Plane of core memory
Tapley, Mark
mtapley at swri.edu
Fri Apr 19 09:19:20 CDT 2019
> On Apr 18, 2019, at 11:18 PM, dwight via cctalk <cctalk at classiccmp.org> wrote:
>
> Although, after written, there is little magnetism lost out side of the ring, while being magnetized, there is quite a bit of stray magnetism. By placing the the rings at 90 degrees, it minimizes the magnetism induced in the adjacent ring. The fields follow the inverse square law so the effect drops off quite quickly. Also the ring tend to pull the magnetic field into the ring, at least until saturated. At that time the field can leak into a neighbor and flip its state. Not being aligned with the direction of the ring also minimizes this stray field.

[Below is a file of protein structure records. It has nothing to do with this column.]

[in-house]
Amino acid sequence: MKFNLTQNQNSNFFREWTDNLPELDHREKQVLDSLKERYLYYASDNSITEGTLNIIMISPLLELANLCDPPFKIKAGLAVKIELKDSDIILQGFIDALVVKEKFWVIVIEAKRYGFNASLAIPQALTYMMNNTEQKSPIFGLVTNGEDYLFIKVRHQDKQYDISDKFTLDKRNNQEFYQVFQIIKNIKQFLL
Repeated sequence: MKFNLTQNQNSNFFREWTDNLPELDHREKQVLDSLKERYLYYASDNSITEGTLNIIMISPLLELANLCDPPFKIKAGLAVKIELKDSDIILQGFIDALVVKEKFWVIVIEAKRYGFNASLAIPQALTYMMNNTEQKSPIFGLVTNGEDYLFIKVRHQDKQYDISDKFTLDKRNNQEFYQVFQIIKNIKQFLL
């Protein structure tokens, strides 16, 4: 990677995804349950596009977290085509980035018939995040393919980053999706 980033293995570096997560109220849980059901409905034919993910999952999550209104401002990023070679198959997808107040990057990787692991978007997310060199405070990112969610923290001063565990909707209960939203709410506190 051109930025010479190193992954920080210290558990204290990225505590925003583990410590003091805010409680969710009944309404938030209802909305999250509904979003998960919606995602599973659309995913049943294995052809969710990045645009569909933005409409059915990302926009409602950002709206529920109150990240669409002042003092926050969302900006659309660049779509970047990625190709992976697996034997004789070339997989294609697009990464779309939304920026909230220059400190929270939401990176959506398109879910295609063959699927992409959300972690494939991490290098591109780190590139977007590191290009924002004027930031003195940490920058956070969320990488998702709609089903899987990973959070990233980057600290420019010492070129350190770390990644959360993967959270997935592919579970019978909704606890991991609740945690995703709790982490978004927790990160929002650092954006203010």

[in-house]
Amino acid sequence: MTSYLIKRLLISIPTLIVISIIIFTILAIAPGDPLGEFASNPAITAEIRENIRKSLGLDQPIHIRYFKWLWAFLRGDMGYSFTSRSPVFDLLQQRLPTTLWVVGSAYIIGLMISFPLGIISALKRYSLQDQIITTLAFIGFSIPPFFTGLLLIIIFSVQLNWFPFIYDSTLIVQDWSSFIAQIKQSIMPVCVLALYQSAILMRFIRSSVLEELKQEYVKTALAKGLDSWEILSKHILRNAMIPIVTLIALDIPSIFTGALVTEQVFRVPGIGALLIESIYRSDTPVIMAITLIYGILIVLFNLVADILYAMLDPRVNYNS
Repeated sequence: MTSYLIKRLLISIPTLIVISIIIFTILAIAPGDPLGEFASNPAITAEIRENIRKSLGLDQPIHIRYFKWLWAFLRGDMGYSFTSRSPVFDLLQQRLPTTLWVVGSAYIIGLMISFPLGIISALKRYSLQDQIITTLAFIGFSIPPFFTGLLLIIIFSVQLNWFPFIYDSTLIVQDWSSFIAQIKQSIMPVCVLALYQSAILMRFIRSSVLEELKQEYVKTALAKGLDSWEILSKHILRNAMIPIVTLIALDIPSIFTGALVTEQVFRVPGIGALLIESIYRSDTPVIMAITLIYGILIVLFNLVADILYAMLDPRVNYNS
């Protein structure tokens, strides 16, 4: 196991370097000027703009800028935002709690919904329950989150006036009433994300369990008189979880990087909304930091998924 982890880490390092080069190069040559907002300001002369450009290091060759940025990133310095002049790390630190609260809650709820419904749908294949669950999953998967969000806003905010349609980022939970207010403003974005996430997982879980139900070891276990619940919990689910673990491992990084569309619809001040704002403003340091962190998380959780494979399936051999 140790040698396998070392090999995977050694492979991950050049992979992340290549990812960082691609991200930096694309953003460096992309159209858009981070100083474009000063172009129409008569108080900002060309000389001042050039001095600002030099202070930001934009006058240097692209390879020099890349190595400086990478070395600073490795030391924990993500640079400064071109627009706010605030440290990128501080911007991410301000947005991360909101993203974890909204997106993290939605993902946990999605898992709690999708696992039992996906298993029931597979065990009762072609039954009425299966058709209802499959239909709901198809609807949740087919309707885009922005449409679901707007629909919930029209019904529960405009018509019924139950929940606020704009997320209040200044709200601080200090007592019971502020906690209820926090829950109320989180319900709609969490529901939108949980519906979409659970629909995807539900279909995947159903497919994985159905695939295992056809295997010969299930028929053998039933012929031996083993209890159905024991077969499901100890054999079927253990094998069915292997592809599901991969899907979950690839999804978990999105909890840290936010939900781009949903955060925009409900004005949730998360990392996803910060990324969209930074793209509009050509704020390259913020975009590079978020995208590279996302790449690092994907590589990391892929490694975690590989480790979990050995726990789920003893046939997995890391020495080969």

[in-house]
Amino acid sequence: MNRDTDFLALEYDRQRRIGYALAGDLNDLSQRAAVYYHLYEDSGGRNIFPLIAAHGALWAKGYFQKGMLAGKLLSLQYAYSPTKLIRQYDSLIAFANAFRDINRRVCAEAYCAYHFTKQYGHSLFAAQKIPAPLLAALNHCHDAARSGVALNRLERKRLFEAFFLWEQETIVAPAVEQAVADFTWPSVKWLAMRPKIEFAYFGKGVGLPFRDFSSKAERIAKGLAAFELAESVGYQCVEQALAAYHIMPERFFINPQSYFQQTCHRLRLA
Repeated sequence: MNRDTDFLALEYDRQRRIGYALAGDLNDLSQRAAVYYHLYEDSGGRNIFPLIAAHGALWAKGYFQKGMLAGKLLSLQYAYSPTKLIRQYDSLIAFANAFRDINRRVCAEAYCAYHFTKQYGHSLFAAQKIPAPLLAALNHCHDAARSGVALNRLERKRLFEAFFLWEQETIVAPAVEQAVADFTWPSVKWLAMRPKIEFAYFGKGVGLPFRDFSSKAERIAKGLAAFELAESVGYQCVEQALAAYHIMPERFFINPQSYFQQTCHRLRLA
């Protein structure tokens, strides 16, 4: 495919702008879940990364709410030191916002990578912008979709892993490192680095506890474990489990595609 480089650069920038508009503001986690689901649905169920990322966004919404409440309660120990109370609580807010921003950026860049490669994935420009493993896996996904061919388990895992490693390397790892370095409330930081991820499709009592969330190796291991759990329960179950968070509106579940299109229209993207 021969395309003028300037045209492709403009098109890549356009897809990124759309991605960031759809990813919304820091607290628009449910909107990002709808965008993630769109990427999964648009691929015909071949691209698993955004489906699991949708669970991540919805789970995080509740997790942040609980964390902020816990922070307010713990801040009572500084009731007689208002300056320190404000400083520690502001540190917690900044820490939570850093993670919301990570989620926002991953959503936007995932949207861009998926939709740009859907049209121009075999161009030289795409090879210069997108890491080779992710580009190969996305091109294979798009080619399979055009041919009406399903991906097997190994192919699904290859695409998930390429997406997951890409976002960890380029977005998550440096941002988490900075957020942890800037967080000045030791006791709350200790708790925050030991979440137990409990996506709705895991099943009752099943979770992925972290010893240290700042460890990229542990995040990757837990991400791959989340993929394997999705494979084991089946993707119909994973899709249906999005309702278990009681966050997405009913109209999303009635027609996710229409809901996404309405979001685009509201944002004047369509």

> Dwight
… inverse cube (?) … depending on the geometry you are talking about?
Real physicists please set me right if I have this wrong, but I think only radiating and static point fields (like electric or gravitational) from a finite source fall off as inverse square. That’s easy to see, it’s the same effect crossing the total area of a sphere centered at the source. Area on the sphere goes up like square of radius, so intensity has to go down like the square.
Magnetic field (from a finite source) I think goes down like the cube of the distance - north and south poles of the source tend to cancel better as the apparent angle between them gets smaller, in addition to the above effect. (That is a mnemonic, not a real explanation.)
On the other hand, if you were talking about field around a wire with current in it (a non-finite source, at least locally), then it *is* inverse square for the magnetic field, where inverse square refers to distance from the axis of the wire.
- Mark
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